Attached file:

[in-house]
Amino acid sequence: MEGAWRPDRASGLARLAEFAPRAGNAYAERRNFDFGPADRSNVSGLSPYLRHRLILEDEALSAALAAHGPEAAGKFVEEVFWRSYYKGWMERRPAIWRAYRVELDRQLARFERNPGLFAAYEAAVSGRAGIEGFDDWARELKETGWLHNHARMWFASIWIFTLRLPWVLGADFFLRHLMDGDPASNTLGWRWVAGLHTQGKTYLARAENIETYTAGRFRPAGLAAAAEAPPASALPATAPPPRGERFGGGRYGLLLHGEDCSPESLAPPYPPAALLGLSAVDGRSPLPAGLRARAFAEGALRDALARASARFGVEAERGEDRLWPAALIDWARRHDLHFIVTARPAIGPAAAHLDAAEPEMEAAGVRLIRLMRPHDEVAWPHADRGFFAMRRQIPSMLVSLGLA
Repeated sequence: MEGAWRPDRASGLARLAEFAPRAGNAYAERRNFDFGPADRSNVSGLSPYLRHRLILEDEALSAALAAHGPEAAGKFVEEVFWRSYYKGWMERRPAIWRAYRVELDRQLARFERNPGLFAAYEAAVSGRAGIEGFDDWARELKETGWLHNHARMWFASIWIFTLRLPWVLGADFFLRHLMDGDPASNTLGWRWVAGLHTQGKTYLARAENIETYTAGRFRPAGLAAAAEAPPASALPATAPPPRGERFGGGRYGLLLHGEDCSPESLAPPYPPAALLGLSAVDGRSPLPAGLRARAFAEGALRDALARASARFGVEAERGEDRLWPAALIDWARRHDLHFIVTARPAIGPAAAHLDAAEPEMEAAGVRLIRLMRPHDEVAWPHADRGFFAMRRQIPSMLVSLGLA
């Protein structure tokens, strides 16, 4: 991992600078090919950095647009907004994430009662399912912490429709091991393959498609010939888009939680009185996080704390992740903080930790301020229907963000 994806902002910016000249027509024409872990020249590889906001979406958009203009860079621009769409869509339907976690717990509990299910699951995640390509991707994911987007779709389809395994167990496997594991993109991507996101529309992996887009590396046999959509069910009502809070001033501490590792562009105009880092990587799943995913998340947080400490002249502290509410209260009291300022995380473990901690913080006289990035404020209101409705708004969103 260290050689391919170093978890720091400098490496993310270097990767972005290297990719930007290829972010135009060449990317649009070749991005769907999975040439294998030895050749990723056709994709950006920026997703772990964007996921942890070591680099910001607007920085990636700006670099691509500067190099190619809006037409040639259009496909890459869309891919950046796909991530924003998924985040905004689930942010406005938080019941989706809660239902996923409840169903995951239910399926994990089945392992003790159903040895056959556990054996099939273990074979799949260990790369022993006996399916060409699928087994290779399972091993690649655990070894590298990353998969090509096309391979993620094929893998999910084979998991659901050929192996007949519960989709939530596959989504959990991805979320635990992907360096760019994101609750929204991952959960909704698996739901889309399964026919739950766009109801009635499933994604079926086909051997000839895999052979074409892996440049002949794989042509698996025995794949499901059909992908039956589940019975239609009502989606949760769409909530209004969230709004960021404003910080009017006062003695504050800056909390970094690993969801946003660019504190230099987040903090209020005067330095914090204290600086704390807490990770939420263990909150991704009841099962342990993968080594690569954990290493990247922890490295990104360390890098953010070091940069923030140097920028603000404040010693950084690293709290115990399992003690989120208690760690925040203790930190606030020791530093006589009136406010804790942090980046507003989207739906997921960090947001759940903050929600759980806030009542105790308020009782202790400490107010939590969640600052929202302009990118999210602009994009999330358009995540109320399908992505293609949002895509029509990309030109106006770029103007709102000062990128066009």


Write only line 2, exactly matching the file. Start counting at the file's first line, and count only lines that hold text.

Amino acid sequence: MEGAWRPDRASGLARLAEFAPRAGNAYAERRNFDFGPADRSNVSGLSPYLRHRLILEDEALSAALAAHGPEAAGKFVEEVFWRSYYKGWMERRPAIWRAYRVELDRQLARFERNPGLFAAYEAAVSGRAGIEGFDDWARELKETGWLHNHARMWFASIWIFTLRLPWVLGADFFLRHLMDGDPASNTLGWRWVAGLHTQGKTYLARAENIETYTAGRFRPAGLAAAAEAPPASALPATAPPPRGERFGGGRYGLLLHGEDCSPESLAPPYPPAALLGLSAVDGRSPLPAGLRARAFAEGALRDALARASARFGVEAERGEDRLWPAALIDWARRHDLHFIVTARPAIGPAAAHLDAAEPEMEAAGVRLIRLMRPHDEVAWPHADRGFFAMRRQIPSMLVSLGLA